1. All commercial, industrial and subsistence fishers, operating in freshwater, brackish water, and marine waters in economically inspired efforts to catch and land any of the great variety of aquatic animals and plants, should be included. People working on fish farms, hatcheries, and employed in shell fish culture operations, should also be included. The term "fisher" should include not only those operating from fishing vessels of all types, but also those operating land-based fishing gears and installations from the banks of rivers, lakes, canals, dams etc., and from beaches and shores which do not require the use of auxilliary boats. Where possible a breakdown by the type of activity should be included.
  2. The crews on fish factory ships, mother ships to fishing fleets, and on auxilliary craft such as, fish carriers, and fish transport craft should be included.
  3. The data collected nationally should include nationals, and others employed on nationally registered vessels landing their catches in foreign ports.
  4. Foreign fishers working on foreign vessels landing in national ports should be excluded from the data. However the data should show, preferably separately, the national fishers working on foreign vessels chartered to national companies.
  5. Fishers on whaling vessels should be recorded separately.
  6. The crews of state-operated fishery patrol vessels, fishery protection vessels, hospital ships, etc. should be excluded from the fishers statistics.

It was recognised that, while the above would greatly improve the current situation regarding fishers data, there were a number of points which, albeit of relatively minor importance in terms of the number of people involved, still had to be resolved. For example, while a spotter on the bridge, or on the mast of a fishing vessel would probably be included in the fishing population, it was not so certain that a spotter in an aeroplane or helicopter scouting for a fleet would.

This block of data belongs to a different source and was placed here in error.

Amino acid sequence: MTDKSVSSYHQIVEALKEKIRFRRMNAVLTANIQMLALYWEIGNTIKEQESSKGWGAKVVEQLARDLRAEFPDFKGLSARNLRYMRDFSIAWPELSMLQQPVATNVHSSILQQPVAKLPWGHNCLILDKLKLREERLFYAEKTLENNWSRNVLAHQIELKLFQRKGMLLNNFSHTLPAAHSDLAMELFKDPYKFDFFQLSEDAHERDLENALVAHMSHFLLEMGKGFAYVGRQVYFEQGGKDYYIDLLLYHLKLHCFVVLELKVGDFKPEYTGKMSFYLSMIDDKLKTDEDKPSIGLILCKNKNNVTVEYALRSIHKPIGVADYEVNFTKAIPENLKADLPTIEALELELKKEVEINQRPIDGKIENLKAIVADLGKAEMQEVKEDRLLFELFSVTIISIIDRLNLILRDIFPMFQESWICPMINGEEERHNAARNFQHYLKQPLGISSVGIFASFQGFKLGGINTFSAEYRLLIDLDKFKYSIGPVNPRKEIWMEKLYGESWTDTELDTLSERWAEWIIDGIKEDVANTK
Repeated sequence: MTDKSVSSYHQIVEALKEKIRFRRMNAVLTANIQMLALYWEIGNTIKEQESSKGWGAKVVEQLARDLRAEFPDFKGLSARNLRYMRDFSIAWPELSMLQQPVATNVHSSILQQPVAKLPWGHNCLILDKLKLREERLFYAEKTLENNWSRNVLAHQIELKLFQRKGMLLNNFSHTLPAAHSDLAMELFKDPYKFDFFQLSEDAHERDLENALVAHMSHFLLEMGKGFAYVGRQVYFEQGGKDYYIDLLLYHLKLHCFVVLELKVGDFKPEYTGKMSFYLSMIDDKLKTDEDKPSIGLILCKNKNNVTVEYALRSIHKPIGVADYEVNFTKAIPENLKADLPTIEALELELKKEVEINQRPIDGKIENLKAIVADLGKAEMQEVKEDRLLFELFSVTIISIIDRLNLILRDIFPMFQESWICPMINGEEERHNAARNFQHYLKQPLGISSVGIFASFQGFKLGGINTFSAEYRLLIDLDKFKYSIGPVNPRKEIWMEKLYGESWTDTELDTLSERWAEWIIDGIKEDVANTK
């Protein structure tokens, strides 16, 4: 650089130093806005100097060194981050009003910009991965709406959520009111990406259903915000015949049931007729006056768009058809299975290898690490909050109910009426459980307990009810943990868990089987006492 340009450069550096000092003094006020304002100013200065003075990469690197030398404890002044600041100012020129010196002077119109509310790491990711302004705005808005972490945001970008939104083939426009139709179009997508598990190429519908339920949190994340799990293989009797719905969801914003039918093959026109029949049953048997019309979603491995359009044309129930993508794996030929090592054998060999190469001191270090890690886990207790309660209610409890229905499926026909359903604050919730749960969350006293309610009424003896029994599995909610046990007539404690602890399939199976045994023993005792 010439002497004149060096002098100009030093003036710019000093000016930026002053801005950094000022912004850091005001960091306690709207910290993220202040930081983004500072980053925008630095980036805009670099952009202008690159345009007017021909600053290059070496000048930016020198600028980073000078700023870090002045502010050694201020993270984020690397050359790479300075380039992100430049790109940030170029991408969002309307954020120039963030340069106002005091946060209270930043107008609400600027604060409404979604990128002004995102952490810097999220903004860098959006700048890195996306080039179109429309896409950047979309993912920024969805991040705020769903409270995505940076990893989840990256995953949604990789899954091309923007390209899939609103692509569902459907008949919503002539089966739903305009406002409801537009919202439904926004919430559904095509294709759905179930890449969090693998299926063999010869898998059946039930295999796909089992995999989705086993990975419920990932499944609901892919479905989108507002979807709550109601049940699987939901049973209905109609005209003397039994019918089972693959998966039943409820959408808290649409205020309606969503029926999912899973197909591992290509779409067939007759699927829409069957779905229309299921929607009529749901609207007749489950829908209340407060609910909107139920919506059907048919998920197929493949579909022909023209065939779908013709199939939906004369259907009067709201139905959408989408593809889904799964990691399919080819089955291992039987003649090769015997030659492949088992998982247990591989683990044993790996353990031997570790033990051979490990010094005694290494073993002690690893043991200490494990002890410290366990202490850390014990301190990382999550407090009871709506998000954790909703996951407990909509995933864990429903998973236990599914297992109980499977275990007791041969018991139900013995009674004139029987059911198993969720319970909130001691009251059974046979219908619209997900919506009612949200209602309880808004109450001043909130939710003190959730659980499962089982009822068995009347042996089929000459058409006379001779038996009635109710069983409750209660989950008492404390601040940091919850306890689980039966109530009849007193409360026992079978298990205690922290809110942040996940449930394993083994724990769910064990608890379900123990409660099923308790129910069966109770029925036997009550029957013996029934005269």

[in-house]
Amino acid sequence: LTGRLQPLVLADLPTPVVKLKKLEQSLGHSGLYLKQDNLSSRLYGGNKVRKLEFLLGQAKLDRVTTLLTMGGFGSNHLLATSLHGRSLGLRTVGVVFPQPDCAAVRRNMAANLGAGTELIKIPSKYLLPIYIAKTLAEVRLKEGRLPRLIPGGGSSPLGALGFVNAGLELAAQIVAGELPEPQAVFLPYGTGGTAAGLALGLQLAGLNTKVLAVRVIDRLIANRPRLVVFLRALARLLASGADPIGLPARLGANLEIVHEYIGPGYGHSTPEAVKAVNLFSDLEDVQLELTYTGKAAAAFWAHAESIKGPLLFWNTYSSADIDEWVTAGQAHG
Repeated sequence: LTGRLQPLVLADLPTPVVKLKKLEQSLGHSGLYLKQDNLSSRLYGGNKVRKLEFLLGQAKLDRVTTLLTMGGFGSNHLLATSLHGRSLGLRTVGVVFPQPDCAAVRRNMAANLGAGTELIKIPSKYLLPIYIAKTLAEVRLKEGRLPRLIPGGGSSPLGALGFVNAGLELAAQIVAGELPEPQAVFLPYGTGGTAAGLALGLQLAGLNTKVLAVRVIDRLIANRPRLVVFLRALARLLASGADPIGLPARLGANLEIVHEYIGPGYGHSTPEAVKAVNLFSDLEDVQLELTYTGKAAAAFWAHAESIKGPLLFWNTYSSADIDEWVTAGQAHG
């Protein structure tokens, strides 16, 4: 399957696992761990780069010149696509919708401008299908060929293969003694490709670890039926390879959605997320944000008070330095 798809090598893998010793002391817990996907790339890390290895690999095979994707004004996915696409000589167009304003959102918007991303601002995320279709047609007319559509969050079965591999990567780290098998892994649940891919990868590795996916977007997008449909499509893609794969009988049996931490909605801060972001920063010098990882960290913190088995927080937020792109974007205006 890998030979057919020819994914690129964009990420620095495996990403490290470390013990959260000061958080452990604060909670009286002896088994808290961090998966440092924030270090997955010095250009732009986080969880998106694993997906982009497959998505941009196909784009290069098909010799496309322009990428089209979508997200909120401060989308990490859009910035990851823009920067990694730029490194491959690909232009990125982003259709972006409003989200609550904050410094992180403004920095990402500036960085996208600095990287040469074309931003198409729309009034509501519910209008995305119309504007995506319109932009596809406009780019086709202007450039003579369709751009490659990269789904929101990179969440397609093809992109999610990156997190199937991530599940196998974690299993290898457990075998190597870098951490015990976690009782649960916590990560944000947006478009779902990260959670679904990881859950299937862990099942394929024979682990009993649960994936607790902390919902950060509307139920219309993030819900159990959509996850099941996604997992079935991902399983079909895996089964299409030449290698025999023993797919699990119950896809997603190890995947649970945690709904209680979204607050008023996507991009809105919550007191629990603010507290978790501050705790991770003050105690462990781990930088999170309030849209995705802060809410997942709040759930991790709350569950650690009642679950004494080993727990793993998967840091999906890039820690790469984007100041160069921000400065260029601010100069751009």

It is hoped that the above notes, while not laying down firm guidelines for fishers statistics, will assist national offices wishing to establish, or modify national systems and that, as a result, the statistics will become better harmonised at the international level.

As part of the FAO annual statistical enquiry of world fishing industries, annual questionnaires to collect numbers of fishers according to the time spent in fishing have been despatched to countries regularly. For various reasons, including incomplete and irregular replies by some national statistical offices, and implications for world aggregates of the lack of harmonization in national occupational classifications, the data collected have not been published for several years. However, as a result of greater attention to social and economic problems related to employment in fishing, increasing demands from users have led to the the dissemination of the data collected, despite their shortcomings.

In 1995 the questionnaire for reporting employment in fishing was modified so as to bring it in line with the sub-divisions of the ILO International Standard Classification of Occupations (ISCO-88), which also provide for reporting employment in aquaculture, and to collect employment statistics by gender, as recommended by the United Nations Statistical Commission. See Annex K.I.

Data on fishers are collected by means of the statistical questionnaire FISHSTAT FM.


FAO. "Numbers of Fishers, 1970-1997." FAO Fisheries Circular. No. 929, Revision 2.1999 

Resources for Fishers

ISCO-88 International Standard Classification of Occupations Major Group 6. Minor Group 615 - Fishery Workers, Hunters and Trappers (former ANNEX K.I)


The socio-economic section of the CWP handbook is currently under revision by the CWP Members. The revision seeks to enhance and complete the socio-economic section of the CWP Handbook to cover consistently Fisheries, Aquaculture and the Processing Industry. The inclusion of the latter is still under discussion. For further information please consult the CWP Report of the Fifth Meeting of the Aquaculture Subject Group and the Twenty-Sixth Meeting of the Fisheries Subject Group.